Monday, March 8, 2010


Ran across a very funny article on the Poetry Foundation's website. The author, Jim Behrl, hits a remarkable number of key points. The following passage in particular stood out to me, because of it's mention of "most poets in America [having] boring office jobs in which they are screwing around on the Internet most of the time," which makes me think of the some of the thoughts I mentioned on this blog while considering the potential merits of publishing online instead of in print. Here's Jim Behrl, putting it in his own words:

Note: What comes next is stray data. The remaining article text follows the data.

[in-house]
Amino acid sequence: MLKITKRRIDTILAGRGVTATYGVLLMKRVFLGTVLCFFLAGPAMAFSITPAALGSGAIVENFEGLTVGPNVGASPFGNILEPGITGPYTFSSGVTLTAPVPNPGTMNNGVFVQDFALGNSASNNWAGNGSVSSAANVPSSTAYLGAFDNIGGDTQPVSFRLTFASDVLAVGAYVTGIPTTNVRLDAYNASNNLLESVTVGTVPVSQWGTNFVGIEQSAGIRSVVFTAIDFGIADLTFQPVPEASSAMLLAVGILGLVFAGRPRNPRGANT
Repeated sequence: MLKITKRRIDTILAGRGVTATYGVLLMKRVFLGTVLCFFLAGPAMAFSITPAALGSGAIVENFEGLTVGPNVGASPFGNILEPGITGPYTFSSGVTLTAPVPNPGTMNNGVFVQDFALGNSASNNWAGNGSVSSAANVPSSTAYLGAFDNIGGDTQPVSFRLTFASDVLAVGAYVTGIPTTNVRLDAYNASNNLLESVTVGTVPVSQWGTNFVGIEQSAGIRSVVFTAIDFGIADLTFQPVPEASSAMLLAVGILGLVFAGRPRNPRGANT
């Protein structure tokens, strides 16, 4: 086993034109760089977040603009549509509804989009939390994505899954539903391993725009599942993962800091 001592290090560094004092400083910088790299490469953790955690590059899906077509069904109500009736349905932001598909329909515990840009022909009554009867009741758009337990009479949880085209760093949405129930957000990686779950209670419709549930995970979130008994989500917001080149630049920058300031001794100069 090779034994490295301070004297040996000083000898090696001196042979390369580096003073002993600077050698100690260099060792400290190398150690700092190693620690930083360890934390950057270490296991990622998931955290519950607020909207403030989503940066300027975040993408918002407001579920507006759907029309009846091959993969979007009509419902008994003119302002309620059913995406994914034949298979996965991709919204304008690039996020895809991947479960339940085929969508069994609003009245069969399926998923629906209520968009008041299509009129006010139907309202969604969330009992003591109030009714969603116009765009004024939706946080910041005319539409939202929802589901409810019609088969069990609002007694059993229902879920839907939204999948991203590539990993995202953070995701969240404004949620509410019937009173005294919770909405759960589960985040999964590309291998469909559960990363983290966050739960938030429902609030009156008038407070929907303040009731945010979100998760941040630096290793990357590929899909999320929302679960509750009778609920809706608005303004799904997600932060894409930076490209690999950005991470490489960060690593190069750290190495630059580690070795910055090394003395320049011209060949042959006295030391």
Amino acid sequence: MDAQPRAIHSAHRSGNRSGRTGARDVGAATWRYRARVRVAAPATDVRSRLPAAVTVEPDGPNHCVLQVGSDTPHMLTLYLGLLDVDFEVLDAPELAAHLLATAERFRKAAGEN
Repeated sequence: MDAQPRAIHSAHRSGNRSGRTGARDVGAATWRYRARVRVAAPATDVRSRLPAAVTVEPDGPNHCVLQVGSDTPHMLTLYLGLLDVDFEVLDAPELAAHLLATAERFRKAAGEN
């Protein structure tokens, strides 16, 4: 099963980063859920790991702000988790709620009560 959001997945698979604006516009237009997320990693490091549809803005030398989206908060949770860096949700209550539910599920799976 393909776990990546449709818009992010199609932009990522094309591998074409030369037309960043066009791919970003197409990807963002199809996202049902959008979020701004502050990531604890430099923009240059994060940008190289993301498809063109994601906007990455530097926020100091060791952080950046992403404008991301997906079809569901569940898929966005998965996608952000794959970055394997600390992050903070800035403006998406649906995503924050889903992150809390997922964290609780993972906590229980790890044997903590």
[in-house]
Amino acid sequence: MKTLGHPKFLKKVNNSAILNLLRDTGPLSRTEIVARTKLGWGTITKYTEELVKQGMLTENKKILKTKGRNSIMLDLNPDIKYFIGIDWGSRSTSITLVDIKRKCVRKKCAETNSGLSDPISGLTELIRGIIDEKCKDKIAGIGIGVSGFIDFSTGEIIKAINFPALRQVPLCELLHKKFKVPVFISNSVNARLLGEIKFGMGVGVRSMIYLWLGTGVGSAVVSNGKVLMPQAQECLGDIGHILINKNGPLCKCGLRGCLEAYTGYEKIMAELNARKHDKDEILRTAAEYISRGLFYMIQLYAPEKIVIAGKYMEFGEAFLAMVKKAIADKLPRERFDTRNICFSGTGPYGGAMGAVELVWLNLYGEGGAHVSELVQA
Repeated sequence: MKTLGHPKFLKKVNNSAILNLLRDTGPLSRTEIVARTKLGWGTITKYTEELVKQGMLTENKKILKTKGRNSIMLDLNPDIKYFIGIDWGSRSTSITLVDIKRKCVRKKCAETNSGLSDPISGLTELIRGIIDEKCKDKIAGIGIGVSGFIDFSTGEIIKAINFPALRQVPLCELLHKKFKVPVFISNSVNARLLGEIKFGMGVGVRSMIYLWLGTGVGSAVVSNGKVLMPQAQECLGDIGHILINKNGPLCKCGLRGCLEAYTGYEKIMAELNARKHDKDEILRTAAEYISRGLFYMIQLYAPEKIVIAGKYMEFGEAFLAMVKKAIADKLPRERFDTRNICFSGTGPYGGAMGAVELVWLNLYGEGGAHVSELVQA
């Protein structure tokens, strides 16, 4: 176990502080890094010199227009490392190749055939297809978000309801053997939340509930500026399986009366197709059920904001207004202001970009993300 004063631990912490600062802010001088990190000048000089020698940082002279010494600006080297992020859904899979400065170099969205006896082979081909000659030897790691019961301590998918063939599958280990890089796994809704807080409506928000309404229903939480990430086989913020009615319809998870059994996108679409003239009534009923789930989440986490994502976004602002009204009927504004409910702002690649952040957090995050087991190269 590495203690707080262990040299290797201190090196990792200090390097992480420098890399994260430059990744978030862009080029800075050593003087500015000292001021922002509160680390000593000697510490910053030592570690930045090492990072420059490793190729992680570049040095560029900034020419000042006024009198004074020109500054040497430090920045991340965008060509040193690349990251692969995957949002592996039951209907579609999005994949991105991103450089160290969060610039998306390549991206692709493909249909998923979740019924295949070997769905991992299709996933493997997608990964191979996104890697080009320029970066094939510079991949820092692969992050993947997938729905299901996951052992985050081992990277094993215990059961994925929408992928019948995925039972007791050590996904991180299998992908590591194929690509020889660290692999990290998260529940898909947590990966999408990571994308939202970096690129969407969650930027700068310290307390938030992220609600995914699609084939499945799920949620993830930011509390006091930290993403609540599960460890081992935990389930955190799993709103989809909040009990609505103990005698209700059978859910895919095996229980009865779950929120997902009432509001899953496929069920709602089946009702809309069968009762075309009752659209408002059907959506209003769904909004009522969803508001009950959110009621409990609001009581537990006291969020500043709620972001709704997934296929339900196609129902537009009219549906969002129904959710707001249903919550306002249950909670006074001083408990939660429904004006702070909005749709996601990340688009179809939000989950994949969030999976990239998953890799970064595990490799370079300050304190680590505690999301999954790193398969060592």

"How can you become the most important poet in America by tomorrow? It’s not as hard as you think. Poets used to have to pass out poetry-reading flyers by hand, one at a time, or publish poems one at a time in magazines, slowly building a career. But technology has changed all that. Now you can spam every poet in America with every new poem. Start a fan page for yourself and your books on Facebook. Blog about your every thought—they don’t even have to be astute thoughts. Most poets in America have boring office jobs in which they are screwing around on the Internet most of the time. Just mention the names of as many contemporary poets as you can in all your blog posts. You will catch all the self-googlers self-googling. Self-promotion is the only kind of promotion left. Without poetry reviewers to rely on, only you can spread the word about your product. And if you spread it suddenly, relentlessly, brutally, then you’ll have name recognition from here to Hawaii . . . and that’s all you need, because there are two kinds of poets: those you’ve heard of and those you haven’t. Almost all of us fall into the latter category, but not you! If only you take my advice."

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